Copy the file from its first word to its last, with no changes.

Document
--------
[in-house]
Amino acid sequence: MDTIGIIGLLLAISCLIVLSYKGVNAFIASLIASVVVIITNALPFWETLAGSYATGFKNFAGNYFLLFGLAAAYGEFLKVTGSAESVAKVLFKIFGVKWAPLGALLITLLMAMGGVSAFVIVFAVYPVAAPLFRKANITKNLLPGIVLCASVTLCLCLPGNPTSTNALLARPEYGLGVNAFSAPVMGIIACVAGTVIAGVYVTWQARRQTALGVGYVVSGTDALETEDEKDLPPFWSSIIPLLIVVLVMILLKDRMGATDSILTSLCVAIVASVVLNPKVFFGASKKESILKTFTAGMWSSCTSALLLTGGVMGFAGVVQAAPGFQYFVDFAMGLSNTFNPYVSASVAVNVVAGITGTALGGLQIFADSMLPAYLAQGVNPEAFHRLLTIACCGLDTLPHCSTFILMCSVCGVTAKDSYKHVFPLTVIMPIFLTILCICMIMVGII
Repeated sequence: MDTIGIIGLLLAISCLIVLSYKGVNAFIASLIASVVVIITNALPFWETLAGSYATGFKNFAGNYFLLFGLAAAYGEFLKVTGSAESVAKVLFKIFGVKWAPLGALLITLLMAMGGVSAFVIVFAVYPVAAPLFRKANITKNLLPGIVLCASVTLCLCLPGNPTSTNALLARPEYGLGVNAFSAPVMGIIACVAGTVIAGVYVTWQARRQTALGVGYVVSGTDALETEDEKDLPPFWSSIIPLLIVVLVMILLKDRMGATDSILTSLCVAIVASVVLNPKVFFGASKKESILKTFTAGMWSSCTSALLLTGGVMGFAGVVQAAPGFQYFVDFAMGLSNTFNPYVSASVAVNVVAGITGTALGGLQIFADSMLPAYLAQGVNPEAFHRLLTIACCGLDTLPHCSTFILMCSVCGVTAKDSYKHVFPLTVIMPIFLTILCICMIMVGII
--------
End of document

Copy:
[in-house]
Amino acid sequence: MDTIGIIGLLLAISCLIVLSYKGVNAFIASLIASVVVIITNALPFWETLAGSYATGFKNFAGNYFLLFGLAAAYGEFLKVTGSAESVAKVLFKIFGVKWAPLGALLITLLMAMGGVSAFVIVFAVYPVAAPLFRKANITKNLLPGIVLCASVTLCLCLPGNPTSTNALLARPEYGLGVNAFSAPVMGIIACVAGTVIAGVYVTWQARRQTALGVGYVVSGTDALETEDEKDLPPFWSSIIPLLIVVLVMILLKDRMGATDSILTSLCVAIVASVVLNPKVFFGASKKESILKTFTAGMWSSCTSALLLTGGVMGFAGVVQAAPGFQYFVDFAMGLSNTFNPYVSASVAVNVVAGITGTALGGLQIFADSMLPAYLAQGVNPEAFHRLLTIACCGLDTLPHCSTFILMCSVCGVTAKDSYKHVFPLTVIMPIFLTILCICMIMVGII
Repeated sequence: MDTIGIIGLLLAISCLIVLSYKGVNAFIASLIASVVVIITNALPFWETLAGSYATGFKNFAGNYFLLFGLAAAYGEFLKVTGSAESVAKVLFKIFGVKWAPLGALLITLLMAMGGVSAFVIVFAVYPVAAPLFRKANITKNLLPGIVLCASVTLCLCLPGNPTSTNALLARPEYGLGVNAFSAPVMGIIACVAGTVIAGVYVTWQARRQTALGVGYVVSGTDALETEDEKDLPPFWSSIIPLLIVVLVMILLKDRMGATDSILTSLCVAIVASVVLNPKVFFGASKKESILKTFTAGMWSSCTSALLLTGGVMGFAGVVQAAPGFQYFVDFAMGLSNTFNPYVSASVAVNVVAGITGTALGGLQIFADSMLPAYLAQGVNPEAFHRLLTIACCGLDTLPHCSTFILMCSVCGVTAKDSYKHVFPLTVIMPIFLTILCICMIMVGII